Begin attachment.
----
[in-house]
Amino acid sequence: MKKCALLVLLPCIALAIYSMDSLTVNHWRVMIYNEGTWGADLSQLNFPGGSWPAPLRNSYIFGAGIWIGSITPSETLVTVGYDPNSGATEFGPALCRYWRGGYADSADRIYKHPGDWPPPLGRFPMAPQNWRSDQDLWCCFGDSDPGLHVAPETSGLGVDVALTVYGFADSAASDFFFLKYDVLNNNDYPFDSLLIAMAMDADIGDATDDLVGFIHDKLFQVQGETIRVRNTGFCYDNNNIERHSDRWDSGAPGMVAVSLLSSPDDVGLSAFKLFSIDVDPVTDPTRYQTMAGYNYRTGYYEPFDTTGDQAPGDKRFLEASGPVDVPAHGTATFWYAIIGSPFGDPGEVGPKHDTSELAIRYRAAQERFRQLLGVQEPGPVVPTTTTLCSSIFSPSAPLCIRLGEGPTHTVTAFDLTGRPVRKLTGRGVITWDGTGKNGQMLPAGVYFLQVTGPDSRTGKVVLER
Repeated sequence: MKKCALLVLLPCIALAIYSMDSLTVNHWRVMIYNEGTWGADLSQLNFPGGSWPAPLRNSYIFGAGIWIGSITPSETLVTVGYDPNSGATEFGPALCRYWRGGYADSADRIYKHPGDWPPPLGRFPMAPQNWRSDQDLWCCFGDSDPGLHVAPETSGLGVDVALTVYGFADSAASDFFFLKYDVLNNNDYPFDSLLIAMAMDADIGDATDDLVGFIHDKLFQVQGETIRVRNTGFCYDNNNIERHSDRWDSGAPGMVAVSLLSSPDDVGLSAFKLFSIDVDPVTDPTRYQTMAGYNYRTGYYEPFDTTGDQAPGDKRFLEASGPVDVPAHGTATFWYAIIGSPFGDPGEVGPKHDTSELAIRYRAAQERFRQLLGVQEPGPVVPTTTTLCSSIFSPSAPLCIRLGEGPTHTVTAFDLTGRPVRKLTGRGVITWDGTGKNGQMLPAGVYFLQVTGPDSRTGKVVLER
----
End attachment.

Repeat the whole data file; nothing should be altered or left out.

[in-house]
Amino acid sequence: MKKCALLVLLPCIALAIYSMDSLTVNHWRVMIYNEGTWGADLSQLNFPGGSWPAPLRNSYIFGAGIWIGSITPSETLVTVGYDPNSGATEFGPALCRYWRGGYADSADRIYKHPGDWPPPLGRFPMAPQNWRSDQDLWCCFGDSDPGLHVAPETSGLGVDVALTVYGFADSAASDFFFLKYDVLNNNDYPFDSLLIAMAMDADIGDATDDLVGFIHDKLFQVQGETIRVRNTGFCYDNNNIERHSDRWDSGAPGMVAVSLLSSPDDVGLSAFKLFSIDVDPVTDPTRYQTMAGYNYRTGYYEPFDTTGDQAPGDKRFLEASGPVDVPAHGTATFWYAIIGSPFGDPGEVGPKHDTSELAIRYRAAQERFRQLLGVQEPGPVVPTTTTLCSSIFSPSAPLCIRLGEGPTHTVTAFDLTGRPVRKLTGRGVITWDGTGKNGQMLPAGVYFLQVTGPDSRTGKVVLER
Repeated sequence: MKKCALLVLLPCIALAIYSMDSLTVNHWRVMIYNEGTWGADLSQLNFPGGSWPAPLRNSYIFGAGIWIGSITPSETLVTVGYDPNSGATEFGPALCRYWRGGYADSADRIYKHPGDWPPPLGRFPMAPQNWRSDQDLWCCFGDSDPGLHVAPETSGLGVDVALTVYGFADSAASDFFFLKYDVLNNNDYPFDSLLIAMAMDADIGDATDDLVGFIHDKLFQVQGETIRVRNTGFCYDNNNIERHSDRWDSGAPGMVAVSLLSSPDDVGLSAFKLFSIDVDPVTDPTRYQTMAGYNYRTGYYEPFDTTGDQAPGDKRFLEASGPVDVPAHGTATFWYAIIGSPFGDPGEVGPKHDTSELAIRYRAAQERFRQLLGVQEPGPVVPTTTTLCSSIFSPSAPLCIRLGEGPTHTVTAFDLTGRPVRKLTGRGVITWDGTGKNGQMLPAGVYFLQVTGPDSRTGKVVLER